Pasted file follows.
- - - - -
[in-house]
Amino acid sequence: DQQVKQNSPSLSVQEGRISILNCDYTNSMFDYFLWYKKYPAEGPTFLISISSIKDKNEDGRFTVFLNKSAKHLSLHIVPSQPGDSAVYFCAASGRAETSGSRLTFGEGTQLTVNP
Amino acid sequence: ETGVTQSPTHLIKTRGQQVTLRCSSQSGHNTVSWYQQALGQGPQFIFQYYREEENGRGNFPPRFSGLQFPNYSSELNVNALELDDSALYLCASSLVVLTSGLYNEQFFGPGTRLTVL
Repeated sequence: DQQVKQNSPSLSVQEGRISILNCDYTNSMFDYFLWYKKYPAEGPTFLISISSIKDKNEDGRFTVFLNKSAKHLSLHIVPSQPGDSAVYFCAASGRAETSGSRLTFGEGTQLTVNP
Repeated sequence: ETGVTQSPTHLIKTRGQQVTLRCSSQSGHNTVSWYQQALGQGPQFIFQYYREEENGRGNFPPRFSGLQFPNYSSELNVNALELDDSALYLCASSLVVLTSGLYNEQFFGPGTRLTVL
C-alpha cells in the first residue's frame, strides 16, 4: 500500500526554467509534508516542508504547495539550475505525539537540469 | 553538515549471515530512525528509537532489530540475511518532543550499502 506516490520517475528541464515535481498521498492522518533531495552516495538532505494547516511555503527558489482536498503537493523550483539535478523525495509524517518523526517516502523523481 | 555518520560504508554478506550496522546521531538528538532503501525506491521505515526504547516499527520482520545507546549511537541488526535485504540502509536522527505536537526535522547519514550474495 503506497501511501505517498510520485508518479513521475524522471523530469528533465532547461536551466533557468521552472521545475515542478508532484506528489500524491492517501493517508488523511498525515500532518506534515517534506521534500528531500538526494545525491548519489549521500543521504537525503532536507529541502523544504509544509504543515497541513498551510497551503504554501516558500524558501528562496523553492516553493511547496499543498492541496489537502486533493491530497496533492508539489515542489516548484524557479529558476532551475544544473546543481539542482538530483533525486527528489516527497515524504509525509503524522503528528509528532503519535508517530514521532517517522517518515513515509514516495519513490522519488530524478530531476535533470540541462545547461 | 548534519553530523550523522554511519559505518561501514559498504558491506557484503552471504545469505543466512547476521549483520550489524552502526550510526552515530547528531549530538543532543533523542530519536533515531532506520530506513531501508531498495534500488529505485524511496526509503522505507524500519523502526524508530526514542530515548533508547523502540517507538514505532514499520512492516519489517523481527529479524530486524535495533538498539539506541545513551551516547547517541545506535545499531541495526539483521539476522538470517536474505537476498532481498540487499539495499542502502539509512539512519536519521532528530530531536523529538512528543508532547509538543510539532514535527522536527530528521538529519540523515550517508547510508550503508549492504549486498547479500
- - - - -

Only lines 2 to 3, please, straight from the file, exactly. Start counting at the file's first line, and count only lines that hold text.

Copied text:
Amino acid sequence: DQQVKQNSPSLSVQEGRISILNCDYTNSMFDYFLWYKKYPAEGPTFLISISSIKDKNEDGRFTVFLNKSAKHLSLHIVPSQPGDSAVYFCAASGRAETSGSRLTFGEGTQLTVNP
Amino acid sequence: ETGVTQSPTHLIKTRGQQVTLRCSSQSGHNTVSWYQQALGQGPQFIFQYYREEENGRGNFPPRFSGLQFPNYSSELNVNALELDDSALYLCASSLVVLTSGLYNEQFFGPGTRLTVL